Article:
Picture used for illustrative purpose only.
The UAE Central Bank has announced that gross bank assets, including bankers’ acceptances, rose by 0.6 per cent, climbing from Dhs2958.6 billion at the end of June 2019 to Dhs2975.8 billion at the end of July 2019.
Gross credit increased by 0.7 per cent from Dhs1692.7 billion at the end of June 2019 to Dhs1704.9 billion at the end of July 2019.
During July 2019, total bank deposits grew by Dhs3.3 billion, attributable to an Dhs 6.3 billion rise in Non Resident Deposits, dominating the decline of Dhs3 billion in Resident Deposits.
The Money Supply aggregate M1 decreased by one per cent, from Dhs507.9 billion at the end of June 2019 to Dhs502.7 billion at the end of July 2019.
The Money Supply aggregate M2 rose by 0.9 per cent, from Dhs1351 billion at the end of June 2019 to Dhs1363.8 billion at the end of July 2019.
The Money Supply aggregate M3 decreased by 0.2 per cent, from Dhs1645.4 billion at the end of June 2019 to Dhs1642.5 billion at the end of July 2019. The fall in M1 was due to the decrease of Dhs4.2 billion and Dhs1 billion in Monetary Deposits and Currency in Circulation Outside Banks respectively.
M2 rose mainly due to an increase of Dhs18 billion in Quasi-Monetary Deposits, overriding the decrease in M1. M3 declined due to an Dhs15.7 billion decrease of Government Deposits, overriding the increase in M2.
Meanwhile the value of total reserves in the UAE Central Bank rose to around Dhs305 billion at the end of the first half of 2019, compared to Dhs298 billion in May, an increase of 2.5 per cent.
According to the “Banking Indexes Report” issued by the bank on Monday, this increase was due to the rise in the value of certificates of deposit, from Dhs147.1 billion to Dhs155.8 billion at the end of June, while the total balance of current accounts in Emirati banks increased to Dhs24.7 billion.
Meanwhile, the balance of reserve requirements in Emirati banks decreased from Dhs126.3 billion in May to a current value of Dhs124.8 billion.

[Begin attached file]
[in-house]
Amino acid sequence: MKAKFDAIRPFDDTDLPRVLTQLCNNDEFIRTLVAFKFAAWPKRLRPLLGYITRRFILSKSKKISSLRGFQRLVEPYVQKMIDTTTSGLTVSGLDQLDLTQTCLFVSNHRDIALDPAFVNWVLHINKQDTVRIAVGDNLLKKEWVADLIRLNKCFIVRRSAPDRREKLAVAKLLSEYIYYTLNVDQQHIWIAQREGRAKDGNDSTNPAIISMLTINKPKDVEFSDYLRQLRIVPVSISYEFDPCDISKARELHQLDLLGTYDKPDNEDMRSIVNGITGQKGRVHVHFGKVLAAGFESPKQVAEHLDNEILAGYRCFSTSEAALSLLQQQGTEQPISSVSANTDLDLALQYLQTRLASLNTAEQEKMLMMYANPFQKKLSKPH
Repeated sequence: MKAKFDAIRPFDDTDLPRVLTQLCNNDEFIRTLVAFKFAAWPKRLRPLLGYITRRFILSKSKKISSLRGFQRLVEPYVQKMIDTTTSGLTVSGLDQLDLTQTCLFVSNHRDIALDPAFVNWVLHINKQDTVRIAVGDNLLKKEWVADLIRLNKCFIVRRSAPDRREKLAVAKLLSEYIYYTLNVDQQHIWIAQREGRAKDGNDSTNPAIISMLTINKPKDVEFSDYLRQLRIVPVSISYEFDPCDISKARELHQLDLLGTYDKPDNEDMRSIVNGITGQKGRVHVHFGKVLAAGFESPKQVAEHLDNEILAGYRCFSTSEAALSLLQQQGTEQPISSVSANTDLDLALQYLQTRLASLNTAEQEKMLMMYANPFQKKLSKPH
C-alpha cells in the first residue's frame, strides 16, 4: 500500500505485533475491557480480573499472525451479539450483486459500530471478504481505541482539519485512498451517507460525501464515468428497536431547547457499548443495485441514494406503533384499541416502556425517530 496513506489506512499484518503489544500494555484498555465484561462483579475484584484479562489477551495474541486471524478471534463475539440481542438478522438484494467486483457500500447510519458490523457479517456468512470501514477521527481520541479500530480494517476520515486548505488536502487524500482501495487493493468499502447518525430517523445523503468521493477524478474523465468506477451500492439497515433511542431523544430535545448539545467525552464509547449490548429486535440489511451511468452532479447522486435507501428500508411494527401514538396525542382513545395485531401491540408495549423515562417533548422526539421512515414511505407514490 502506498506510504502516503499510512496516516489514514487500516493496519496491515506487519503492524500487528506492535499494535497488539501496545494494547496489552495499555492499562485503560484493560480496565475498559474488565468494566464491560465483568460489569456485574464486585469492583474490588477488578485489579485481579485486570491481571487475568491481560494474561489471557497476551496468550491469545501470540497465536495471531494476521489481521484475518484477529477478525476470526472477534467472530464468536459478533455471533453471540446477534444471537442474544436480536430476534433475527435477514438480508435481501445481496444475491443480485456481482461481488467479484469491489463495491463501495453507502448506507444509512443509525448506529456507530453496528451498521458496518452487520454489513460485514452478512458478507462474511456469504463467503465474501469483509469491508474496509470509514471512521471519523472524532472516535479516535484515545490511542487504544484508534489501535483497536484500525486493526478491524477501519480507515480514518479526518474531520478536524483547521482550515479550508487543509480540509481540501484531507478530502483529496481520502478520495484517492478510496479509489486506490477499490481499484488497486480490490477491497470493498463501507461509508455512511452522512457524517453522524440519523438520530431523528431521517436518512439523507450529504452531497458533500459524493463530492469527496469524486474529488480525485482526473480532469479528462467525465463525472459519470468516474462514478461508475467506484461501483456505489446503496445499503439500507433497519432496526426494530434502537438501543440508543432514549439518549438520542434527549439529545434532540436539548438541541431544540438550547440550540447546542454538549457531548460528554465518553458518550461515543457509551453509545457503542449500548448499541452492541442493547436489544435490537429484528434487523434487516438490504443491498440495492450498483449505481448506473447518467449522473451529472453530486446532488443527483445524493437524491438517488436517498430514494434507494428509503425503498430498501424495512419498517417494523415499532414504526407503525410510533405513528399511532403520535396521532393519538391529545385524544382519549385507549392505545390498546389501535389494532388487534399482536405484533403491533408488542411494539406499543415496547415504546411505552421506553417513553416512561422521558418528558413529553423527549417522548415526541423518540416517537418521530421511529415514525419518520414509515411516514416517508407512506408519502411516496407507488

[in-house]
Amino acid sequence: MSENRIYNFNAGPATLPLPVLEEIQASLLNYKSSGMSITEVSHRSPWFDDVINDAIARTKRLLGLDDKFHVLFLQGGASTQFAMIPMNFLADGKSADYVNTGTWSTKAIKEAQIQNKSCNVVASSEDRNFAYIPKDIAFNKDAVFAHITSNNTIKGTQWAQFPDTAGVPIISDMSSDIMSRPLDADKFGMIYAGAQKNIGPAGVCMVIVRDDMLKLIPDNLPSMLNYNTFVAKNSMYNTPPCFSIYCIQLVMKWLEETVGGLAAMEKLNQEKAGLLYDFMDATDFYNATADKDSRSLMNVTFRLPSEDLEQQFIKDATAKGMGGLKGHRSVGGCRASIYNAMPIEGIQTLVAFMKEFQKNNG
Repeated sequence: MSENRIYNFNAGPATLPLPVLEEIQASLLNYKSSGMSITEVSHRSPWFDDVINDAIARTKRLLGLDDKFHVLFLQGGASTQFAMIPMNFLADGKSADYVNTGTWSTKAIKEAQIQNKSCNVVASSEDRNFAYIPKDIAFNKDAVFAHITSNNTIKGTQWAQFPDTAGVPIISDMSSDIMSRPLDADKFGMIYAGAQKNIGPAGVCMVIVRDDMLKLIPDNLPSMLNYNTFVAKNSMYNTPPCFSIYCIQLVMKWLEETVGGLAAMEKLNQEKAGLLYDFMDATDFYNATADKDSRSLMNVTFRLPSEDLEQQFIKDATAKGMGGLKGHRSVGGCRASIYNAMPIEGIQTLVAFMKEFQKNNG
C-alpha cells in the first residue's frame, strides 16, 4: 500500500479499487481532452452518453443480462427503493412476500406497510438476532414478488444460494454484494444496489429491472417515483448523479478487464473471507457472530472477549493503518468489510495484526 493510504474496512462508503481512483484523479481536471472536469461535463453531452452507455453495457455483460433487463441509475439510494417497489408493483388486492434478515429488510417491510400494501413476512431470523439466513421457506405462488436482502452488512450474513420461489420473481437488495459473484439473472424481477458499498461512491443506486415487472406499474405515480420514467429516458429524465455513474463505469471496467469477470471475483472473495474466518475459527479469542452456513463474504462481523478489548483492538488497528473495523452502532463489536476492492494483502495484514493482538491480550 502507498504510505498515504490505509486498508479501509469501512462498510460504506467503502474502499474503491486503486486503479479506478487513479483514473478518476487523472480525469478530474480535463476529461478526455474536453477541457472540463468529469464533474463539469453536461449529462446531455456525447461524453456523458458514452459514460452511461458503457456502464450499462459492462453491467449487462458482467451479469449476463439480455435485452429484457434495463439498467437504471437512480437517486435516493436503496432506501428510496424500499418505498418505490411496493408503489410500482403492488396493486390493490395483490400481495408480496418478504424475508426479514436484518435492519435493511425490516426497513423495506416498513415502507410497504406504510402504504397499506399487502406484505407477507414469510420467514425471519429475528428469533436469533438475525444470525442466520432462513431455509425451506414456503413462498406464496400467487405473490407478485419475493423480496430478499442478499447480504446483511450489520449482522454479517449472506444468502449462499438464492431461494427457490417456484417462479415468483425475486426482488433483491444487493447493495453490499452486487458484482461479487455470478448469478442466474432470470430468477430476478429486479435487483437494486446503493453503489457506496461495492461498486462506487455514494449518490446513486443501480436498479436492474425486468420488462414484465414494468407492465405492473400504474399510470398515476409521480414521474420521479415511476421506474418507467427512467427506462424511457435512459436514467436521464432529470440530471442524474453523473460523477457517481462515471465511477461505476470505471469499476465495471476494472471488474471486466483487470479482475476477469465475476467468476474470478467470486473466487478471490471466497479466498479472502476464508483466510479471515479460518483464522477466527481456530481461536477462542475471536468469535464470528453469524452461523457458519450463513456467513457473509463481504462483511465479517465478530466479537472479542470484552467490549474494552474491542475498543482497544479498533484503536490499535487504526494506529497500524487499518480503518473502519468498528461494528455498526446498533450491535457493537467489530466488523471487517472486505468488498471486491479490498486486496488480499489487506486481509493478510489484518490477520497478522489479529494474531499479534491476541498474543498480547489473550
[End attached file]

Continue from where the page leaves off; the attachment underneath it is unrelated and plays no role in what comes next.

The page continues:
With regards to credit, the report highlighted an increase in the total balance of credit provided to the industrial and commercial sector, amounting to around Dhs815.6 billion at the end of June, a rise of 1.1 per cent compared to the previous month, while the government’s credit value reached Dhs201.6 billion.
Meanwhile, the balance of the UAE Central Bank’s deposit certificates rose to record levels during the first half of 2019, reaching around Dhs155.8 billion at the end of June, according to statistics issued by the bank highlighting its policy of withdrawing surplus liquidity. The value of surplus liquidity withdrawn in June amounted to around Dhs8.8 billion.
The UAE Central Bank withdrew surplus liquidity in the market during the first three months of the current year, due to the high level of surplus liquidity in the country’s banking system. The bank usually withdraws liquidity to prevent banks from investing them in ways that do not align with the country’s monetary policy, which it applies to serve the national economy.
The bank’s statistics show that the value of liquidity withdrawn since the start of 2019 until the end of February amounted to around Dhs8 billion before it reversed this policy in March, when its balance of deposit certificates amounted to approximately Dhs139.2 billion.
In April 2019, the bank again began to withdraw liquidity, which continued in May and June.
Deposit certificates are used by the bank to achieve its monetary policy goals and manage liquidity in the market, in addition to other tools for controlling monetary movement and serving the national economy.
Last month the UAE Central Bank has announced it will lower interest rates applied to the issuance of its certificates of deposits in line with the decrease in interest rates on the US dollar, following the US Federal Reserve’s decision.
The repo rate applicable to borrowing short-term liquidity from the UAE Central Bank against certificates of deposits has also been decreased by 25 basis points, said the apex bank in a statement.
Certificates of deposit, which CBUAE issues to banks operating in the country, are the monetary policy instrument through which changes in interest rates are transmitted to the UAE banking system.